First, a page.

Caesars deals out cuts to emissions and energy use
Casino and hotel giant Caesars Entertainment has cut its greenhouse gas emissions (GHG) by 11% from 2007, surpassing its target of 10% by 2013.
Publishing its fourth Corporate Social Responsibility and Sustainability Report, the company says it achieved the target largely by completing 37 corporate efficiency projects, including lighting and Heating Ventilation and Air Conditioning (HVAC) upgrades.
The efficiency measures will deliver annual savings of around $2.5m (£1.5m) and almost 24 million kilowatt-hours (kWh) energy.
Since implementation, the measures have helped Caesars achieve a 1.4% reduction in absolute electricity and gas consumption in its operations during 2012, adding to an 8.5% absolute reduction from 2007.
Famous for owning Caesars, Flamingo and Grand Casinos in Las Vegas, the company says this is equivalent to savings of around 150 million kWh in energy each year, which is enough energy to power a community of over 30,000 people over this period.
To further reduce its GHG emissions, the company says it will “continue to consider” opportunities to increase the use of renewable fuels, such as vegetable oil from its kitchens as a source of bio-fuel.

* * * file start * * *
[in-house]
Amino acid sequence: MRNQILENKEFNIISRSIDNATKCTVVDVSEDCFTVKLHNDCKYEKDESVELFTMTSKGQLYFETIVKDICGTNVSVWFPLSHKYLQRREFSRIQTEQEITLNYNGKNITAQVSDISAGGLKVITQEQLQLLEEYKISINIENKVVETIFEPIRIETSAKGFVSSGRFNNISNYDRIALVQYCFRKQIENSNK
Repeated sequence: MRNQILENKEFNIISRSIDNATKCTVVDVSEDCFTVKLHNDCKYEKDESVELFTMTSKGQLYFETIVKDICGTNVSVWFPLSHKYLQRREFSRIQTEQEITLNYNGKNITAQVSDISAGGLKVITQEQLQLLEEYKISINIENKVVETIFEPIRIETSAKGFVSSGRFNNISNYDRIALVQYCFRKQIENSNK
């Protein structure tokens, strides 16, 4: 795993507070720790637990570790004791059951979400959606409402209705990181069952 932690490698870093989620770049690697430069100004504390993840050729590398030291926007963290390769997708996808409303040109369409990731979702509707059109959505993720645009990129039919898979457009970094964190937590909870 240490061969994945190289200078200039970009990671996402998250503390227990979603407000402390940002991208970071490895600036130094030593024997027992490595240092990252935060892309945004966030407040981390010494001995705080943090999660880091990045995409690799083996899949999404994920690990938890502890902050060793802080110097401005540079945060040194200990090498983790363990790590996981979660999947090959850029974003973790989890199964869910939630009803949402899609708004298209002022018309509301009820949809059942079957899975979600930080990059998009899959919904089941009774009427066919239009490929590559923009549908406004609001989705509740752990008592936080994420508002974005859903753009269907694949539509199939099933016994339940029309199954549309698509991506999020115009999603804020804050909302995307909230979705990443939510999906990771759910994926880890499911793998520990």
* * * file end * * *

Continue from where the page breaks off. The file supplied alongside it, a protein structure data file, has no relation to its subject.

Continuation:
Meanwhile, the company struggled last year to reduce its water consumption, recording a 3% increase in 2012.
However, it has achieved a 7% reduction in water consumption per air-conditioned square foot since 2008. The company states that it “has more to do” to achieve its 10% reduction by 2015 and overall 15% reduction by 2020.
Caesars CEO Gary Loveman said: “In a year in which the economy continued to face significant challenges, we worked to strengthen our foundation for sustainable growth”.
Loveman added that although the company has remained focused on improving its financial position, he was confident of meeting long-term environmental targets.
© Faversham House Ltd 2022 edie news articles may be copied or forwarded for individual use only. No other reproduction or distribution is permitted without prior written consent.